China is one of the investors in the UK shale gas industry
China is one of the investors in the UK shale gas industry, Getty

For 22 of the 27 blocks awarded in the most recent onshore oil and gas licensing round, the firm that led the bid – or one or more of its partners – have majority foreign ownership or are themselves based outside of the UK, according to an Energydesk analysis.

The analysis comes ahead of the latest round of shale gas licenses to be awarded by the government – though they are expected to go to similar companies.

See also: Cuadrilla and leading fracking firms tax haven ownership

Of companies that led the bids, Cuadrilla Resources, Cirque Energy, GDF, Hutton Energy, and Ineos are majority overseas owned or based overseas. Between them these firms garnered 12 of the blocks – 44% of them.

We examined data published by the UK government on the firms that won the blocks and researched the structures of the companies that won bids to explore for oil and gas – likely, through fracking.

Whilst the data also shows a significant role for UK based firms – especially Igas – it suggests a major element of overseas ownership or investment in the firms that have won 80% of the fracking blocks in the recently-announced first tranche of the 14th round.

While the analysis cannot show who will benefit if fracking efforts are successful – it is meant to be indicative of the flows of potential profits within or outside of the UK and raises questions about the extent to which the UK economy may benefit from a shale gas boom.

Overseas interests

Of the firms which have won liscenses, chemicals production company Ineos has been criticised for moving to Switzerland to avoid tax. Ineos founder, Brit Jim Ratcliffe, is a 60% shareholder in the business.  

GDF’s parent company Engie is headquartered in France and a third of the company is owned by the French government. The China Investment Corporation – the world’s fifth largest sovereign wealth fund – also owns 30% of it.

Cirque and Hutton are both registered in the UK – but then most of the 14th round winners have UK subsidiaries – but they both have majority non-UK ownership.

Cirque’s shareholders are several Canadian investors, and has majority of Canadian directors, giving it the appearance of being, in fact, a Canadian company with one British director, Stephen Bushell, as a UK-based point person.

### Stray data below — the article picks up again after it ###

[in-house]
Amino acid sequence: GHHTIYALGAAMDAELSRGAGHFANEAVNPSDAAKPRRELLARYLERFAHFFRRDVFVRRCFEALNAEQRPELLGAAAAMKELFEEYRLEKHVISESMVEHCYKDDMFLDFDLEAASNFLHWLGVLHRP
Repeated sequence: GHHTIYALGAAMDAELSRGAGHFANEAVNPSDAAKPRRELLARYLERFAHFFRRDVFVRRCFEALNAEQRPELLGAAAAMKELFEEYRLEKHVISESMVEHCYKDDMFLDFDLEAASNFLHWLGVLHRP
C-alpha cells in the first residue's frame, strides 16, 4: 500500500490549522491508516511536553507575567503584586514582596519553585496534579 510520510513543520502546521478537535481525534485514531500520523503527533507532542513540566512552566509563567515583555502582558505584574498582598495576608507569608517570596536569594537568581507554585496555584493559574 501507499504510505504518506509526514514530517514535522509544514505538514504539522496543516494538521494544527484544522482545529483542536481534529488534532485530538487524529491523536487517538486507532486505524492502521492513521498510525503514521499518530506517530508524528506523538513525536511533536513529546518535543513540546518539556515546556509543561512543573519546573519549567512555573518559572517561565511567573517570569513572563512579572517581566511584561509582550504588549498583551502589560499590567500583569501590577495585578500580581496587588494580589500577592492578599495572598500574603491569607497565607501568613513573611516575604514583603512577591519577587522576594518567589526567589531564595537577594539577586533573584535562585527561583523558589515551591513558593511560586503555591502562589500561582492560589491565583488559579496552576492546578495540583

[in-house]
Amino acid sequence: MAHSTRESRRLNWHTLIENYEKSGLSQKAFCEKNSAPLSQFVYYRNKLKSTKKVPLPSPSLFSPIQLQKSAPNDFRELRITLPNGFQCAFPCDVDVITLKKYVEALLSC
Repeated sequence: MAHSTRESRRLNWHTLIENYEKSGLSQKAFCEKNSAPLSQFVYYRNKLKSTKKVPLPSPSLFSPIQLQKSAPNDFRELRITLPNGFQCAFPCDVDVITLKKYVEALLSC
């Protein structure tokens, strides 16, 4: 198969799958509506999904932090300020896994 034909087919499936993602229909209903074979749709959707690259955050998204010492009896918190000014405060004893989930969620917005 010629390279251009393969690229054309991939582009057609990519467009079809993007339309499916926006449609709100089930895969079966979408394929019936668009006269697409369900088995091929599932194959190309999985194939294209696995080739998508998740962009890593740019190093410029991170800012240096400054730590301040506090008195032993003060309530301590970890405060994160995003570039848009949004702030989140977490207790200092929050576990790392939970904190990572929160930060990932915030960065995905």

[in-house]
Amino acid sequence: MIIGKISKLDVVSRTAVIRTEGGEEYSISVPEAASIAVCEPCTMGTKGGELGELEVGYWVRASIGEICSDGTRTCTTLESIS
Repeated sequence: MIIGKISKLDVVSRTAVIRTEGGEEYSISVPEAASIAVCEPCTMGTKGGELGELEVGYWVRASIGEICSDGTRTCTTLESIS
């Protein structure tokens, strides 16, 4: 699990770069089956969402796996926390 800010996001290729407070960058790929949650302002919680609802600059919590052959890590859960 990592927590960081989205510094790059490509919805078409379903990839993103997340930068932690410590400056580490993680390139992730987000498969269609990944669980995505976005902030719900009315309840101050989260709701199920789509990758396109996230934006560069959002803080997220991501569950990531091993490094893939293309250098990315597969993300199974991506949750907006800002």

Hutton is 95% foreign owned, made up of mostly Australian investors (75%), and a US investment firm owns 20%.

Cuadrilla similarly has a high proportion of overseas ownership, at 80%. Around 40% of shares are owned by Australian based fund Lucas Cuadrilla Pty and around 40% owned by US based a Riverstone/Carlyle fund registered in the Cayman Islands.

China oil giant links

Lucas Cuadrilla Pty has links to CNOOC (China National Offshore Oil Corporation), a Chinese state owned firm linked by some groups to human rights violations.  

The Chinese firm also been accused of being involved in oil spills in both the south China Sea and marshlands of Alberta, Canada.

The parent firm of the Lucas Cuadrilla Pty subsidiary – Lucas – shows in its 2014 annual report that the firm is majority-owned and substantially financed by a Hong-Kong based investment fund, Kerogen capital. Kerogen, in turn, has a strategic partnership with CNOOC to invest in Asian and unconventional energy assets.

IGas (Island Gas), which has been offered two blocks, is mainly UK owned but it has links to CNOOC as well, as Energydesk reported at the last allocation round in 2013. Its largest shareholder (13%) continues to be Nexen Petroleum, which was acquired by CNOOC in 2013.

Partnering up

Meanwhile, the partners of the main firms to have won the 27 blocks also includes GDF and Hutton and a bunch of large and small companies  – some of which you may never have heard of because they are newcomers to fracking in the UK and are just really tiny.

Of the better known firms that are partners in exploring the blocks, French energy giant Total is down to partner with IGas (Island Gas) on five of its seven awarded blocks. Total is only 10% UK owned. The rest of the shares are held by entities in France (28%); North America (31%); and the rest of Europe (21%).

Celtique Energie – which you might have heard of because of the firm’s two proposed fracking sites at Fernhurst and Wisborough Green in Sussex were both rejected – has partnered with Egdon Resources on two blocks. But while Egdon is UK based and mainly UK owned, Celtique is mainly (62%) owned by Avista, US based private equity firm, filings reveal.

Some of Egdon’s other partners for these blocks are also majority overseas interests, including the aforementioned Hutton, and Coronation (Oil and Gas) Ltd, which is wholly owned by Frodine Securities Limited according to their 2014 annual return, which is registered in the British Virgin Islands.

And finally, UK-based firm Warwick Energy Exploration, which won one block in the first slice of the 14th round, is partnered by Anglia Natural Gas Sarl. Despite its name, the firm is registered to Luxemburg. We couldn’t find any ownership information, it being a new company, incorporated late last year.  

Based on company data available for Duedil as of October 2015